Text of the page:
By Ray Hamill — The Warriors have a plan in place. They know they’ll need it. They know the same old formula won’t continue to work when the competition level goes up a notch or five in February.
Especially in a loaded North Coast Section Division-V bracket, which features three of the top four ranked Division-V teams in the state, including No. 1 Stuart Hall, and should be among the most competitive brackets in any section in the state.
For the Warriors, it could very well prove more difficult to win a section title this year than a state title.
But that won’t bother anyone in Hoopa, where the excitement is building and expectations are growing by the game.
Warriors basketball is back.
The Navarro effect
And leading the charge is senior guard George Navarro, who is averaging 31 points a game and is the face of the rejuvenated program, which is fielding its best team in at least five years, and perhaps longer.
Navarro’s points totals are staggering, and statistically put him among the best all-time in Humboldt-Del Norte League history.
But therein lies the problem for Hoopa, and it’s something they’re well aware of, and something head coach Tyler Mitchell, who has done a good job with the team this year, has been preparing for.
Good teams can zone in on one player, and there are plenty of good teams awaiting Hoopa in the playoffs.
“We’ve talked to George,” Mitchell said. “If teams are going to double-team him, he’s got to be able to read the play. Everybody’s got to trust each other.”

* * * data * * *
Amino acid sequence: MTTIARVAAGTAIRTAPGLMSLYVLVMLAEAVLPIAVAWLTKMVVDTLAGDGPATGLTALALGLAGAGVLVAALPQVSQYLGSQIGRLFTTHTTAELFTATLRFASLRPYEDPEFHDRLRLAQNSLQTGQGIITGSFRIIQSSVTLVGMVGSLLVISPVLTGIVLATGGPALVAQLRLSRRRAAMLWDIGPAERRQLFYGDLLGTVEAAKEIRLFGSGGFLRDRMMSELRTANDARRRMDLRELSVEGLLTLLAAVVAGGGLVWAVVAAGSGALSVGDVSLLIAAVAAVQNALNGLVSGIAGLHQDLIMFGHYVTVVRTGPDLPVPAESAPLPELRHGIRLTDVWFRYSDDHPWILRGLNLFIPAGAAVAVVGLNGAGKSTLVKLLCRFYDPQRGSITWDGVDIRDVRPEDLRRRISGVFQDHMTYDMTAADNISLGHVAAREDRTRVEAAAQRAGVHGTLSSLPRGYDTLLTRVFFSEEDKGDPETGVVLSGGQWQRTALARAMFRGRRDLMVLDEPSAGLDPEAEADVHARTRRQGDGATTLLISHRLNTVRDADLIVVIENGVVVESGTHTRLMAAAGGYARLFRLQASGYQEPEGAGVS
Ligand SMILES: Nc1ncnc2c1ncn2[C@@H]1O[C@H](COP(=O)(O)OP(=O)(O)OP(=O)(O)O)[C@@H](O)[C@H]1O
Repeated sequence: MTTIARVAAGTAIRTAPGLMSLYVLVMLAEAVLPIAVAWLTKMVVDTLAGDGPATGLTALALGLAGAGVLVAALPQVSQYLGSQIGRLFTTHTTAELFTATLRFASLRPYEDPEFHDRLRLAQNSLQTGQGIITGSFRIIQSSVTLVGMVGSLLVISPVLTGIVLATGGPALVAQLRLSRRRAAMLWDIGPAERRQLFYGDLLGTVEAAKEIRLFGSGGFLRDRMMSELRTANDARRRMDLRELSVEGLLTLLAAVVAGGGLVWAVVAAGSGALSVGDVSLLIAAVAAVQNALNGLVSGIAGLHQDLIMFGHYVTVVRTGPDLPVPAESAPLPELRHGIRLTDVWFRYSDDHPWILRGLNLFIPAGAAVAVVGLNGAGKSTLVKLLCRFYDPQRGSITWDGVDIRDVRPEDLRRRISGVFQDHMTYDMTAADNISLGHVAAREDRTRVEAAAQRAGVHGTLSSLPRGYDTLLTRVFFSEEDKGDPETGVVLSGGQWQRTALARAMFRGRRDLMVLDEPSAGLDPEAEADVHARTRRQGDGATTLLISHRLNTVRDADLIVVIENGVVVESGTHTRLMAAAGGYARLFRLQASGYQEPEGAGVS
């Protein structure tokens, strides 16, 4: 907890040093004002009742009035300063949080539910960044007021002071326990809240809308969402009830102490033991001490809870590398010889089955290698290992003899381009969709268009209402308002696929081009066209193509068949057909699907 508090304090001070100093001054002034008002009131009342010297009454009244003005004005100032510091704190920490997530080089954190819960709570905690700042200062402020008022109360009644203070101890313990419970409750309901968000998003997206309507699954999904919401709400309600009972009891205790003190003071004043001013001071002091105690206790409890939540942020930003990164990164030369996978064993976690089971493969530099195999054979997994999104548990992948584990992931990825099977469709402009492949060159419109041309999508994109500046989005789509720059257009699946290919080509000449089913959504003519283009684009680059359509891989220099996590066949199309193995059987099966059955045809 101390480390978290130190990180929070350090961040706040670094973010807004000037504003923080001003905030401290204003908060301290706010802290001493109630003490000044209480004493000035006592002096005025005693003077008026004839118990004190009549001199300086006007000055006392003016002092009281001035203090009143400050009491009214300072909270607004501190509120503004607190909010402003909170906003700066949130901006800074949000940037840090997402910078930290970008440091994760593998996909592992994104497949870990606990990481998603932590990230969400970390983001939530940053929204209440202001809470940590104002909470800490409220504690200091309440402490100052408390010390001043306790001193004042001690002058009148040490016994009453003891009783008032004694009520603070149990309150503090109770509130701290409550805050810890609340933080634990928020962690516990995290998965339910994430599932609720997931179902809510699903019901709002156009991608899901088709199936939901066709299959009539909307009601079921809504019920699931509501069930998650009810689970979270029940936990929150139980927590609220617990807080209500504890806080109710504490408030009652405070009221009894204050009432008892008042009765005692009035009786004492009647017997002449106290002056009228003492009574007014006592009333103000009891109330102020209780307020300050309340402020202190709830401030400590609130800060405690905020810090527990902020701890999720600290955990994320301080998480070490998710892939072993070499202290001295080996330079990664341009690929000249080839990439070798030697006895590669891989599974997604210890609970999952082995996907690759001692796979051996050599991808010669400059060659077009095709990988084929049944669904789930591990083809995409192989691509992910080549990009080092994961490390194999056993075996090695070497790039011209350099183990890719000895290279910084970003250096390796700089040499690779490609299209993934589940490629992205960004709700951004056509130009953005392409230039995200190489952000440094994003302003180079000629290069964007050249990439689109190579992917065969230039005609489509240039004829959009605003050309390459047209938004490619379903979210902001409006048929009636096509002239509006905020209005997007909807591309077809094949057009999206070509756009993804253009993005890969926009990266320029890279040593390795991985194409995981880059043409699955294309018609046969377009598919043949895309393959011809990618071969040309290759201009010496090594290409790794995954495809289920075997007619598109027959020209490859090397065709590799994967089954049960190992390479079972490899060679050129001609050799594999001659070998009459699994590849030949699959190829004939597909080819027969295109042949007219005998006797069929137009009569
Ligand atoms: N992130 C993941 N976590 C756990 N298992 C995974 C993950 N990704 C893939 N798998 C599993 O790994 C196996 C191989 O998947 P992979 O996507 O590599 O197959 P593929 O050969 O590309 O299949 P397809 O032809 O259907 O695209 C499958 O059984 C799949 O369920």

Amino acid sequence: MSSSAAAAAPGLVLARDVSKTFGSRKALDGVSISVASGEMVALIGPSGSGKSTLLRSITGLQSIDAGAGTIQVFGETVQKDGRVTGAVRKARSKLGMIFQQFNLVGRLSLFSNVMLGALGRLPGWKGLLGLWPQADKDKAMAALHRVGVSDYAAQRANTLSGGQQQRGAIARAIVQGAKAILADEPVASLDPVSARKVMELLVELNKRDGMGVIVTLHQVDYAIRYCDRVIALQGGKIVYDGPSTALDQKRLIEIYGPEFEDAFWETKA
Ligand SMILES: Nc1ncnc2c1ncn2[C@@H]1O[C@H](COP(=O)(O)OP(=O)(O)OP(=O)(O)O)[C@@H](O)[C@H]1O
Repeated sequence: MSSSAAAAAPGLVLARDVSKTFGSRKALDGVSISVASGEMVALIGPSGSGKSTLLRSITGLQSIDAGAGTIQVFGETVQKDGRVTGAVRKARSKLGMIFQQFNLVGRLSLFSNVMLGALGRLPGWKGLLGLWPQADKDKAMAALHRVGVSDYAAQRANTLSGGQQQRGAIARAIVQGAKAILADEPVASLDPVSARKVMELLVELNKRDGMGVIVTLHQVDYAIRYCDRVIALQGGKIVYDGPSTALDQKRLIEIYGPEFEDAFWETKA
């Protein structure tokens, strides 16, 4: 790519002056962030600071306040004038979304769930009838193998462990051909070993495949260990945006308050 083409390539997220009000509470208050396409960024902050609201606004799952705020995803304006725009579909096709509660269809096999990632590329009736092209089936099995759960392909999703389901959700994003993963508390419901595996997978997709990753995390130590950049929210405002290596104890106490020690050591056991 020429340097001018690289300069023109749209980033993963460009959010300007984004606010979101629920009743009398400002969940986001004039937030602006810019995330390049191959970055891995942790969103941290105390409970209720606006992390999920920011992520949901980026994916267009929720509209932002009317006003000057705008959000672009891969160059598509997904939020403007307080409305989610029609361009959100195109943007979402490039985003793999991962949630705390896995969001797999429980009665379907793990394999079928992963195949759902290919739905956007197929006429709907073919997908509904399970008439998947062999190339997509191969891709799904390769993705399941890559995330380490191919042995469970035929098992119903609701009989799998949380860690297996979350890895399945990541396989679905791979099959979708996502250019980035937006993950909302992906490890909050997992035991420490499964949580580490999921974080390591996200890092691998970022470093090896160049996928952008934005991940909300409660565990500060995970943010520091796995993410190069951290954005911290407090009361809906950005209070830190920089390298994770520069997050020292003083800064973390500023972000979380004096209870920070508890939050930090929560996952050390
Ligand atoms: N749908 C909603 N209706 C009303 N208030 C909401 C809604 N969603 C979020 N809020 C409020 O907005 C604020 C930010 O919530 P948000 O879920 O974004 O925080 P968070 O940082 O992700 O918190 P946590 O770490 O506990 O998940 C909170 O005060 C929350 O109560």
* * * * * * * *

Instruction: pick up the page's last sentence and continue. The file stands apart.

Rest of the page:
It’s beginning to pay off.
On Saturday night, Hoopa avenged a recent loss to Eureka with a dominating 86-64 win at home, and the lessons learned from that earlier loss were evident.
“In the first go-around with Eureka, they were on George and he wasn’t reading them,” Mitchell said. “We talked to him about scanning the floor and trusting his teammates, and it was better this time.”
The Warriors have also gotten healthy recently, with Wade Nixon and Sonny Jarnaghan returning to the lineup, while several other players who were forced to step up in their absence have continued to do so.
Dennis Young has become an integral part of the offense and one of the team’s most consistent performers, while John Smith has stepped up his game recently, providing an inspirational spark off the bench.
“He’s scrappy on defense,” Mitchell said of Smith. “He seems to always be in the right place at the right time.”
Shaun Navarro too has had a big impact in the team’s improvement, and while he may not provide the same offensive threat as his brother George, he has grown into arguably the team’s most effective defensive weapon.
“He’s one of our lock-down defenders,” the head coach said.
A rarity in Division V
They’ll need every one of their players if they are to win the Little 4 and make a serious run in the postseason.
The Division-V field is full of small private schools and Hoopa represents one of the last great public school programs in the bracket.
No. 3 Clear Lake and No. 7 Hoopa are the only public schools currently ranked in the top 11.
More telling, Hoopa’s NCS championships in 1997, 1999 and 2003 are the only times a public school has won a Division-V NCS crown in the past quarter century.
Emery, South Fork and Clear Lake are the only other public schools to ever win the bracket.
The cocky kid of the H-DN
Once again, however, none of that will bother the Warriors, who are kind of like the cocky kid of the Humboldt-Del Norte League.
They expect to be among the NCS elite, taking tremendous pride out of it when they get there, and epitomizing the “us against the world” mindset better than anyone.
With Mitchell at the helm, however, it’s also a team that’s remaining grounded, and a group of players that know they still need to improve.
Just as impressively, it’s also a group that has shown steady improvement, and one that has addressed — and continues to address — its shortcomings.
“I think with our team, we got rid of a lot of the individualism,” Mitchell said. “And we’ve become more of a unit, more of a family. We played our first 20 games on the road and we had a lot of time to mesh.
“Everybody’s bought into the program. It’s a good group of kids that are working hard every day.”